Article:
Playing at Fantasia 2018, Xavier Gens’ Cold Skin is a crushingly good film. It is a taut, creepy character study that takes an unflinching look at desperation, isolation, and the terror of facing the unknown. But this isn’t some pretentious arthouse movie, no drawn-out treatise on ennui. Here there be monsters.
The year is 1914, and the world is on the cusp of World War I. On a remote island near the Arctic Circle, a man viewers come to know only as Friend (David Oakes) has reported for duty as a weather observer. It’s a thankless job, tracking and recording wind speeds, and he’s stuck there for a one year tour of duty.
There’s only one other person on the island, a grizzled lighthouse operator named Gruner (Ray Davidson). The bearded Gruner has an obsession with possession, and he has claimed the island as his own. On the rocks near the only fresh water source, he has carved the phrase, “Gruner owns this fountain.” He is not an easy man to get to know, secretive and given to violent outbursts.
Besides being trapped miles from anywhere with a despotic madman, Friend has another problem to contend with. At night, bipedal amphibious creatures arise from the sea, swarming the island with teeth ready to tear and devour. To make matters weirder, Gruner is keeping one of the monsters (Aura Garrido) as a pet and slave. The thing obviously has intelligence, but Gruner holds it in cowering subservience.
Three’s company, but three people plus hordes of rampaging mutants from the deep is definitely a crowd.
This is a heavy movie, and there is much to unpack. Cold Skin has a lot to say about colonialism, the desire to take a place and make it one’s own, regardless of who or what may already inhabit it. As Proudhon said, “Property is theft,” but what lengths will a person go to claim ownership? It also deals with what happens to isolated people, living with their demons, and how they externalize emotions they aren’t equipped to handle. Abuse and madness are prevalent in Cold Skin, which may make the film a more harrowing viewing experience for some.
As Gruner, it is Ray Stevenson who rules this movie the same way his character exerts control over the island. It is a tyrannical performance, eliciting both fear and sympathy. He has become something less than a man, a monster in human skin, and Stevenson pulls off the madness with grand style. His fuse is short, his emotions swinging from his sleeve, and one never knows what he will do next. Unrecognizable in full body makeup, Aura Garrido gives the creature, Aneris, a life of its own. It is a feat of physicality, all facial expressions and lithe movements, on the level of anything Andy Serkis or Doug Jones has done. David Oakes has the chore of being the audience’s proxy, the one through whom we watch the events unfold. It’s a role that requires him to be pleasantly bland and clueless; as such, he gives a far less nuanced reading to the role than the two other lead performers. That statement is not meant as a disparagement; Oakes does a fine job, and his increasing weariness serves to highlight the surreal nature Friend’s reality has taken on. He’s the Marlow to Stevenson’s Kurtz, and the darkness is rapidly approaching totality.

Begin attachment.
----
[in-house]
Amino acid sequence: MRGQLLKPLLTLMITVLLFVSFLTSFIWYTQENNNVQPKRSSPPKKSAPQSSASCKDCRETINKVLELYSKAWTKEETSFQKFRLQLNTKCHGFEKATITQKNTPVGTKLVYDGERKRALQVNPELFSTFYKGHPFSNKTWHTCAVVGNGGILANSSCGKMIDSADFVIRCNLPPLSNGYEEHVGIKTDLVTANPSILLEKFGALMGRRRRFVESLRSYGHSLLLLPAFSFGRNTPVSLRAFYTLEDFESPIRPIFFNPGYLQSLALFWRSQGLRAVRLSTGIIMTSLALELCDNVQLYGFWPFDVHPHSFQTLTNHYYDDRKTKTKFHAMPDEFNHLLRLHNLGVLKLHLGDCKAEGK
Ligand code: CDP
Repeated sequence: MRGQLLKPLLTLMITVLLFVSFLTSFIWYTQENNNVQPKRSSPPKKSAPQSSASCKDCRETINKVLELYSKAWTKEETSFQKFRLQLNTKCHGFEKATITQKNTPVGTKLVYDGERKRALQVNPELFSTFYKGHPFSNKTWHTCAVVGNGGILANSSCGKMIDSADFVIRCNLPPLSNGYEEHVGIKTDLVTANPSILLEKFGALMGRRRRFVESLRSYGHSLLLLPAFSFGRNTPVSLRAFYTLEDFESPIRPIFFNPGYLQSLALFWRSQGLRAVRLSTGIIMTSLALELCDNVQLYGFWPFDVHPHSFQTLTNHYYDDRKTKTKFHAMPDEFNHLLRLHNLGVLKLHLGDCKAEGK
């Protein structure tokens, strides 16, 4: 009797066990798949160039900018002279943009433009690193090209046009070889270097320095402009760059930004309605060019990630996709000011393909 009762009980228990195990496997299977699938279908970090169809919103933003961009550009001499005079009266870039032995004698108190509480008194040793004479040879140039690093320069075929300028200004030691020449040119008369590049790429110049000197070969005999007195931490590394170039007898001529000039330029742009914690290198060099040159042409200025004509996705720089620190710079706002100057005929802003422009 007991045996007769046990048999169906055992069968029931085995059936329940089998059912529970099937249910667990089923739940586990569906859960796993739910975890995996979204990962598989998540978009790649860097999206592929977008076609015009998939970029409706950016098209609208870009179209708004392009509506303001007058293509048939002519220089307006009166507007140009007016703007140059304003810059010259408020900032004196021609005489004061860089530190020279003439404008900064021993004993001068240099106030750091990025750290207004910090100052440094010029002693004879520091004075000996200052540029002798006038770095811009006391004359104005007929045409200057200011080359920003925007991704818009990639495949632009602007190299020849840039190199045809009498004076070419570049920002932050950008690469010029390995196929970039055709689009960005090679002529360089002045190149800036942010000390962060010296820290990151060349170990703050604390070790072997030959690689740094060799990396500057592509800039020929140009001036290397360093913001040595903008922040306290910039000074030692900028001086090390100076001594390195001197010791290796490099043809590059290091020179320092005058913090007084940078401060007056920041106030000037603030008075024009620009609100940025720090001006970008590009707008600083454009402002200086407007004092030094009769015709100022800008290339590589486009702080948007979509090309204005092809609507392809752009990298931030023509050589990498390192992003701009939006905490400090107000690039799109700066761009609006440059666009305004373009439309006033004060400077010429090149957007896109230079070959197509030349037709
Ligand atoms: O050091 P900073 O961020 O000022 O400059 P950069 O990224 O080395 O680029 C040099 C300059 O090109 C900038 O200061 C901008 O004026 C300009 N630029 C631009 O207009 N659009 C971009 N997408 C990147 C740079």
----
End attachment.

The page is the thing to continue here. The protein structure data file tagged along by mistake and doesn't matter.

The term ‘elevated horror’ has been bandied about quite a bit lately, and one could easily expect that label to be attached to Cold Skin. The film doesn’t have the gritty look of a grindhouse movie. The emphasis isn’t on blood or nudity, although both of those elements are present. It has an important, relevant tale to tell. The current thinking seems to be that if a movie is horror, it can’t be good. Therefore, another descriptive phrase must be created and liberally applied. But the horror genre has been giving life to great, thought-provoking stories for centuries by allowing us to face our primal fears and creating allegory through fantastical situations.
Make no mistake. Cold Skin is horror at its finest. And regardless of how one chooses to categorize this movie, it is easily one of the best films I’ve watched this year, and greatness is a label that defies genre.